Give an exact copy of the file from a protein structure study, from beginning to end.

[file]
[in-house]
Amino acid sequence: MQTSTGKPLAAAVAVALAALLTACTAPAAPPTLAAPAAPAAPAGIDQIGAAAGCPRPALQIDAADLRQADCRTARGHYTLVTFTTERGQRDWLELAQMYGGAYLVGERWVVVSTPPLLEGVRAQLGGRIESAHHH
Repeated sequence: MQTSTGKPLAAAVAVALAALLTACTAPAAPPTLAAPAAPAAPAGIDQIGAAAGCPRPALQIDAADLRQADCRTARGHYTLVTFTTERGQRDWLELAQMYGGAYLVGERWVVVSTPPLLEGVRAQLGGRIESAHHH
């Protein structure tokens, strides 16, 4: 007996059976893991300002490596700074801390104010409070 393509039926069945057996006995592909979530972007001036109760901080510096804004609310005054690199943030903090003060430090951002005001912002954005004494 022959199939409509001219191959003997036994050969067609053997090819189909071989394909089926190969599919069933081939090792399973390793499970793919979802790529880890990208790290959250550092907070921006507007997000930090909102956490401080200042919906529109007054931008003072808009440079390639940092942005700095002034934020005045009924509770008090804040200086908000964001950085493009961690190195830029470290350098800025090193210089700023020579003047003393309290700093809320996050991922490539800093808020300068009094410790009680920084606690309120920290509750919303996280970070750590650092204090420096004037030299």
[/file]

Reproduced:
[in-house]
Amino acid sequence: MQTSTGKPLAAAVAVALAALLTACTAPAAPPTLAAPAAPAAPAGIDQIGAAAGCPRPALQIDAADLRQADCRTARGHYTLVTFTTERGQRDWLELAQMYGGAYLVGERWVVVSTPPLLEGVRAQLGGRIESAHHH
Repeated sequence: MQTSTGKPLAAAVAVALAALLTACTAPAAPPTLAAPAAPAAPAGIDQIGAAAGCPRPALQIDAADLRQADCRTARGHYTLVTFTTERGQRDWLELAQMYGGAYLVGERWVVVSTPPLLEGVRAQLGGRIESAHHH
């Protein structure tokens, strides 16, 4: 007996059976893991300002490596700074801390104010409070 393509039926069945057996006995592909979530972007001036109760901080510096804004609310005054690199943030903090003060430090951002005001912002954005004494 022959199939409509001219191959003997036994050969067609053997090819189909071989394909089926190969599919069933081939090792399973390793499970793919979802790529880890990208790290959250550092907070921006507007997000930090909102956490401080200042919906529109007054931008003072808009440079390639940092942005700095002034934020005045009924509770008090804040200086908000964001950085493009961690190195830029470290350098800025090193210089700023020579003047003393309290700093809320996050991922490539800093808020300068009094410790009680920084606690309120920290509750919303996280970070750590650092204090420096004037030299």